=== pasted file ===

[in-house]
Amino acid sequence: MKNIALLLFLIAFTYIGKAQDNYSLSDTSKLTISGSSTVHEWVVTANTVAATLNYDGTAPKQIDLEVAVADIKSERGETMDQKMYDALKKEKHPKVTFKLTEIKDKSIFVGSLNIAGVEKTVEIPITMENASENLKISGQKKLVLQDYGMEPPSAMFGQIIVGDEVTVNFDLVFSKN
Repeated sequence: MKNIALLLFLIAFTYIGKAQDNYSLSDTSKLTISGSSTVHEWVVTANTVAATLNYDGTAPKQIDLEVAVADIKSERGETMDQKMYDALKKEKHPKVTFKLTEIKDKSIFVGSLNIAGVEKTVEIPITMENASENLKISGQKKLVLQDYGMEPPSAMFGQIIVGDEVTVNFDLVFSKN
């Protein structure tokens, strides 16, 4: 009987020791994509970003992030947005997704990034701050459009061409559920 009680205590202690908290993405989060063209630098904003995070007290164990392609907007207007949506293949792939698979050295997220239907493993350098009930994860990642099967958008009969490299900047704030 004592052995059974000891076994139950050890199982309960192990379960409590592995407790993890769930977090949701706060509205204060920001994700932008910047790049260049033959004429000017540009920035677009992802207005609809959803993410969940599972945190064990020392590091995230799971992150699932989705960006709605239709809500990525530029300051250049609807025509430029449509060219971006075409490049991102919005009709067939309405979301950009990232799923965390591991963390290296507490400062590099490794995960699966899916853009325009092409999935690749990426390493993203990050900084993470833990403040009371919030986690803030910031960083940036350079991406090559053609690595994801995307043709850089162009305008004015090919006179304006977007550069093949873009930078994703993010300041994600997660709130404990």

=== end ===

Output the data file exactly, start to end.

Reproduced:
[in-house]
Amino acid sequence: MKNIALLLFLIAFTYIGKAQDNYSLSDTSKLTISGSSTVHEWVVTANTVAATLNYDGTAPKQIDLEVAVADIKSERGETMDQKMYDALKKEKHPKVTFKLTEIKDKSIFVGSLNIAGVEKTVEIPITMENASENLKISGQKKLVLQDYGMEPPSAMFGQIIVGDEVTVNFDLVFSKN
Repeated sequence: MKNIALLLFLIAFTYIGKAQDNYSLSDTSKLTISGSSTVHEWVVTANTVAATLNYDGTAPKQIDLEVAVADIKSERGETMDQKMYDALKKEKHPKVTFKLTEIKDKSIFVGSLNIAGVEKTVEIPITMENASENLKISGQKKLVLQDYGMEPPSAMFGQIIVGDEVTVNFDLVFSKN
């Protein structure tokens, strides 16, 4: 009987020791994509970003992030947005997704990034701050459009061409559920 009680205590202690908290993405989060063209630098904003995070007290164990392609907007207007949506293949792939698979050295997220239907493993350098009930994860990642099967958008009969490299900047704030 004592052995059974000891076994139950050890199982309960192990379960409590592995407790993890769930977090949701706060509205204060920001994700932008910047790049260049033959004429000017540009920035677009992802207005609809959803993410969940599972945190064990020392590091995230799971992150699932989705960006709605239709809500990525530029300051250049609807025509430029449509060219971006075409490049991102919005009709067939309405979301950009990232799923965390591991963390290296507490400062590099490794995960699966899916853009325009092409999935690749990426390493993203990050900084993470833990403040009371919030986690803030910031960083940036350079991406090559053609690595994801995307043709850089162009305008004015090919006179304006977007550069093949873009930078994703993010300041994600997660709130404990």